All grown up – Child Benefit goes digital

All grown up – Child Benefit goes digital

New parents can now claim Child Benefit online for the first time since it was launched 47
years ago, helping millions of families with the cost of raising their children, HM Revenue
and Customs (HMRC) has announced.

Since 1977, families claiming Child Benefit had to fill out a paper form, post it, and wait as
long as 16 weeks for their first payment. Now, the quick and easy claims process on
GOV.UK takes about 10 minutes and payments could be made in as little as 3 days.

Child Benefit is worth £24 a week – or £1,248 a year – for the oldest, or only child. The rate
for each additional child is £15.90 a week – or almost £827 a year. Claims can be backdated
for up to 12 weeks and families are encouraged to apply as soon as possible so they don’t
miss out.

Nigel Huddleston, Financial Secretary to the Treasury, said:

“Family time is precious, especially when you have a newborn baby, so it’s great news that
HMRC is enabling parents to save time on claiming their child benefit online so they can
focus on what truly matters.”

Suzanne Newton, HMRC’s Interim Director General for Transformation, said:

“We know how much parents and guardians rely on Child Benefit to help with essential
costs. We’ve made it far easier and quicker for families to claim this crucial help by making it

“Parents and guardians can apply online when it suits them and be paid within days, not
weeks. Go to GOV.UK and search ‘Claim Child Benefit online’ and follow the simple steps to

Natalie Smith, blogger, Frugal Mum, said:

“No more paper forms for new parents – hurray! You can complete your application when it
suits you online at GOV.UK and your Child Benefit can be backdated by up to 3 months – so
don’t put it off.”

Parents or guardians can get Child Benefit if they are responsible for bringing up a child who
is under 16, or under 20 if they stay in approved education or training. There is no limit on
the number of children parents can claim for.

Claiming Child Benefit means that the parent will receive National Insurance credits which
count towards their State Pension. It also means their child will automatically receive a
National Insurance number when they turn 16 years old, which they will need for key
milestones including getting their first job, taking a driving test and applying for university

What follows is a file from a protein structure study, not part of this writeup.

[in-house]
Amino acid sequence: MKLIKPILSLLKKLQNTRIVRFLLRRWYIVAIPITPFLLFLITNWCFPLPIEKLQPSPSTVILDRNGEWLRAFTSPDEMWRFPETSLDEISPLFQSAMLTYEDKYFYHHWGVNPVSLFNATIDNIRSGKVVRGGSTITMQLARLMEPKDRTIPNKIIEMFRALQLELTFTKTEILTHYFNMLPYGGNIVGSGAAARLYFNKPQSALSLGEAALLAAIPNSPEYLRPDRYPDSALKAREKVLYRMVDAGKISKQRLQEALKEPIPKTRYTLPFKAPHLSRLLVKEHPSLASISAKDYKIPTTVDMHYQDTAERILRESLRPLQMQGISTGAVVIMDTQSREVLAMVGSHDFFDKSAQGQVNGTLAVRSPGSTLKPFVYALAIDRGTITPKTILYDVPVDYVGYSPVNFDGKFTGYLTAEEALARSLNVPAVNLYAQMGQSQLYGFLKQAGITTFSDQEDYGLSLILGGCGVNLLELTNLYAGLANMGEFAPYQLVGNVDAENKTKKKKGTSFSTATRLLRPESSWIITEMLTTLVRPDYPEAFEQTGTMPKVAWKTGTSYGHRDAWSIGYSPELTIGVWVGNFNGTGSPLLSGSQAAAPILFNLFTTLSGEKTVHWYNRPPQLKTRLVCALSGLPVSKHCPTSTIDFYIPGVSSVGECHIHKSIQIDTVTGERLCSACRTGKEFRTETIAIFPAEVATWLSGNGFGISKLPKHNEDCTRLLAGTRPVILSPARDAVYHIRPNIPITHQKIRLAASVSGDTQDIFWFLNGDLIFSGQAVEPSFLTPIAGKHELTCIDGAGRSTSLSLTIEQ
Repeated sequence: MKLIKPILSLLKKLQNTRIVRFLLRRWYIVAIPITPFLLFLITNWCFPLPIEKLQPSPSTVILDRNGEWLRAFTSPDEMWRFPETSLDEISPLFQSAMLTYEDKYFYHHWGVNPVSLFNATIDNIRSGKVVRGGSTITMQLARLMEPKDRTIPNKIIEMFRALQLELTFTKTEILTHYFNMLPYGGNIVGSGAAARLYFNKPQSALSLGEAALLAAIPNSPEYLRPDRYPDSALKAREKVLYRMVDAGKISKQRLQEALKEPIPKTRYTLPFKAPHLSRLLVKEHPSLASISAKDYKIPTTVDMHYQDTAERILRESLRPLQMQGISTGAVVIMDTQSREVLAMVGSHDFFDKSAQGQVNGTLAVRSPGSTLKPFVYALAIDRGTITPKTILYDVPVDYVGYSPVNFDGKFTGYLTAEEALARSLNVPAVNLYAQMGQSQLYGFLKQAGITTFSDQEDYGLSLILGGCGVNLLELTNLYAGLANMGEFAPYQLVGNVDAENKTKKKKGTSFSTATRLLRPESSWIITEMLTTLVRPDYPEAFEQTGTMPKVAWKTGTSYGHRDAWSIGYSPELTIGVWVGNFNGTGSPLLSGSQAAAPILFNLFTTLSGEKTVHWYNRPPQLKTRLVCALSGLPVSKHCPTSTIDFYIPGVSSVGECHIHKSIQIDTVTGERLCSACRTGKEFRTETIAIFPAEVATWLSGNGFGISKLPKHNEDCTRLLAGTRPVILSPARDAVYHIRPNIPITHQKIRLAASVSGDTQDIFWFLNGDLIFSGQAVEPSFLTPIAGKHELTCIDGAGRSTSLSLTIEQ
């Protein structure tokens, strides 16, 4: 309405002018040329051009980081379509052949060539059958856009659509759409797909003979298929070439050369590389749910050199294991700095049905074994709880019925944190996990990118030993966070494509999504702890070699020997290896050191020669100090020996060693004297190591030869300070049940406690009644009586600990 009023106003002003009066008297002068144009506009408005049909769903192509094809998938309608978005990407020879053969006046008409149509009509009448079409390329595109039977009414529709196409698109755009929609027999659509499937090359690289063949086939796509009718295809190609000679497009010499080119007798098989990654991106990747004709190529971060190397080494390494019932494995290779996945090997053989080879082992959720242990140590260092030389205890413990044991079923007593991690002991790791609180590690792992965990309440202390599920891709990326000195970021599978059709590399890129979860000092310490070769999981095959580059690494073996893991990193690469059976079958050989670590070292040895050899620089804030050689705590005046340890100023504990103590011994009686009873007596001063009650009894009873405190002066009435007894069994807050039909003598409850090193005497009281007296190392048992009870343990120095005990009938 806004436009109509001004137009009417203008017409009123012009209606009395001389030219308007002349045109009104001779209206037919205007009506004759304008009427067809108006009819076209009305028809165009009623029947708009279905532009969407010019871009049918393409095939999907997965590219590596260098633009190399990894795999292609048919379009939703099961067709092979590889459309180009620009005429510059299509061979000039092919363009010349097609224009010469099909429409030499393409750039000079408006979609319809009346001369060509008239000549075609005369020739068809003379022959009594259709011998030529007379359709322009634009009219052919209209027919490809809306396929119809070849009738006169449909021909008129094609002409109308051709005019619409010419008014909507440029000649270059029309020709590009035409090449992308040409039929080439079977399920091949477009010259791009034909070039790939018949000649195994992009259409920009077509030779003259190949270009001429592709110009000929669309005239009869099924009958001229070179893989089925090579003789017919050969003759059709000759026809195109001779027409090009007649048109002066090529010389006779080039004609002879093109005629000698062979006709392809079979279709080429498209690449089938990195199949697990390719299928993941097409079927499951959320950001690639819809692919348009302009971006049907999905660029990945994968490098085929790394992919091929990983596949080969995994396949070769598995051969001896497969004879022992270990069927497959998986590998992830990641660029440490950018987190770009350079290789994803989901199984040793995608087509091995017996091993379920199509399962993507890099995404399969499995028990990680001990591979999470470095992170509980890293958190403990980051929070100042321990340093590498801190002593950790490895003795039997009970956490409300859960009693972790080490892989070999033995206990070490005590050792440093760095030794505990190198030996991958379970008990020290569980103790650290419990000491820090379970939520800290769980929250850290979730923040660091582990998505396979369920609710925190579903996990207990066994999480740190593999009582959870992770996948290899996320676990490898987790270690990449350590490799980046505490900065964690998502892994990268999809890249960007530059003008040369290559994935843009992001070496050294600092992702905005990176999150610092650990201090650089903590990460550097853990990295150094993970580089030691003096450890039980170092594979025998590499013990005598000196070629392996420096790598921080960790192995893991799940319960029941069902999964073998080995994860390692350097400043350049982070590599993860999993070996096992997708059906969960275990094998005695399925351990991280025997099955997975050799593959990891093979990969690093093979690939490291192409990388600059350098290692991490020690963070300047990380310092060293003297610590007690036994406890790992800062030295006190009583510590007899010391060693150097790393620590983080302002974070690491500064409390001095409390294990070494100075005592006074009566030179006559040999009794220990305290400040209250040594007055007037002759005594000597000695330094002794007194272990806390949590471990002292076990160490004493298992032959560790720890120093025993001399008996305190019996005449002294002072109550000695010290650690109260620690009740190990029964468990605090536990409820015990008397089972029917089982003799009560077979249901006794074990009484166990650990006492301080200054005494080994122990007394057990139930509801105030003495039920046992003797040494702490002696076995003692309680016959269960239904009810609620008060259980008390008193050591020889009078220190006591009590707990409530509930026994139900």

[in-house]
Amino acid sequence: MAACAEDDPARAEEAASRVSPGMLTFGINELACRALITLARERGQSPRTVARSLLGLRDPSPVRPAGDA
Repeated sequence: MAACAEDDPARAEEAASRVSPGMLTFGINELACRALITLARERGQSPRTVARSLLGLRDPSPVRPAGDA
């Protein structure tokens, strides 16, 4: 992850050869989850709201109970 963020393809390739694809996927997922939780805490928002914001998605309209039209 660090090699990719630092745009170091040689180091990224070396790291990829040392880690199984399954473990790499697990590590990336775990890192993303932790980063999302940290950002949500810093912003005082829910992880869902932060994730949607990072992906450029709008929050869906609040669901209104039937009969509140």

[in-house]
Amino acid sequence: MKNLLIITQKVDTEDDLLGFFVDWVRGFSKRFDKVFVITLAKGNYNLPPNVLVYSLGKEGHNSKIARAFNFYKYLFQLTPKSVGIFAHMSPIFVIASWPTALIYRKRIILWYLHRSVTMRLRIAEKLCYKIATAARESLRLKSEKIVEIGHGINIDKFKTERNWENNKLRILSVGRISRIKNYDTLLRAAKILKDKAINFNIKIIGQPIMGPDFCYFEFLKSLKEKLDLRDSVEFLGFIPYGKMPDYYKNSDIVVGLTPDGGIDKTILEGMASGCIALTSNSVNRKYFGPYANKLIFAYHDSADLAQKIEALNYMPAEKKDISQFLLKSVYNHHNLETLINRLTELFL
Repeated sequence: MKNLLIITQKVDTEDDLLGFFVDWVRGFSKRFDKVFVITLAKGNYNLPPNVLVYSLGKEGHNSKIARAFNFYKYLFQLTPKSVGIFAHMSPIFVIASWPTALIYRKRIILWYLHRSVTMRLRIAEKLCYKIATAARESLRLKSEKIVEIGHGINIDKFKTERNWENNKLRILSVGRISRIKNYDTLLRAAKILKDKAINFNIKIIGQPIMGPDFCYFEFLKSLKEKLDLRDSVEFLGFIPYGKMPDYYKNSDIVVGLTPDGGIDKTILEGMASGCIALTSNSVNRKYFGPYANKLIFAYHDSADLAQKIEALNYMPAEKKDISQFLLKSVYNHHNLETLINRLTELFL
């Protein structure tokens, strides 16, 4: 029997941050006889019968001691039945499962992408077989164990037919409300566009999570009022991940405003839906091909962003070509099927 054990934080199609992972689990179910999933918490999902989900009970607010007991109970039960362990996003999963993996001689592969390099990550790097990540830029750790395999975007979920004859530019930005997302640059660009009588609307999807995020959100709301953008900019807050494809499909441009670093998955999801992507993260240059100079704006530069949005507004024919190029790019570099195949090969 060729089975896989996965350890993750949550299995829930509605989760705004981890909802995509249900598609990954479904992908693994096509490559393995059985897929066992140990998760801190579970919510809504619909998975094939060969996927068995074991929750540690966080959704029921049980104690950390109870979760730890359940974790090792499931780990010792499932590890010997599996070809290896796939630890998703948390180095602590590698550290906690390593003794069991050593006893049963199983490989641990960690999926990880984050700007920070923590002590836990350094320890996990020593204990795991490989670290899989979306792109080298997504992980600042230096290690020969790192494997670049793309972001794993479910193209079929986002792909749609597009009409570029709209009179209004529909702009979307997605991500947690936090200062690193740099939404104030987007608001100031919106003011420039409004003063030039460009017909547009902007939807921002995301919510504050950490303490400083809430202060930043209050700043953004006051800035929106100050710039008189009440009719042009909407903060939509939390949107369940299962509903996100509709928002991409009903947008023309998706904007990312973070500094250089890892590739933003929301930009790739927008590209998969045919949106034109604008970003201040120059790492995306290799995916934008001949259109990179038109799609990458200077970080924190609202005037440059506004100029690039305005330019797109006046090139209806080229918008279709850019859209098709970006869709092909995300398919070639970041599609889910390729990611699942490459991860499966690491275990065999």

Tips for applying online

 parents can claim Child Benefit from the day after a child’s birth has been registered;
make sure to have the birth certificate to hand when claiming.
 create a Government Gateway account when making a claim for Child Benefit, with a
passport and other proofs of ID. This can also be done in advance of a child’s birth to
save time later on. A full list of the documents needed for proof of identity can be
found on GOV.UK.
 when creating a new account, HMRC will send you an activation code via email.
Once received, you can then apply for Child Benefit online.

When ready to make the claim, applicants should have the following documents to hand:

 the child’s birth certificate
 your bank details
 your National Insurance number
 your partner’s National insurance number (if you have a partner)

Families with adopted children, or whose child’s birth was registered outside the UK, can
claim for Child Benefit online but will need to send additional information through the post to
support their application.

Parents with children over 3 months old who have yet to claim are urged to do so as soon as
possible as they can receive up to 3 months’ backdated Child Benefit. Parents with children
over 6 months’ old may be required to download and print their completed claim form and
send it through the post.

The government is offering help for households. Check GOV.UK to find out more about cost
of living support, including help with childcare costs.  

Customers need to be aware of the risk of falling victim to scams and should never share
their HMRC login details with anyone. HMRC scams advice is available on GOV.UK.

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Team @ AberdareOnline

Team @ AberdareOnline

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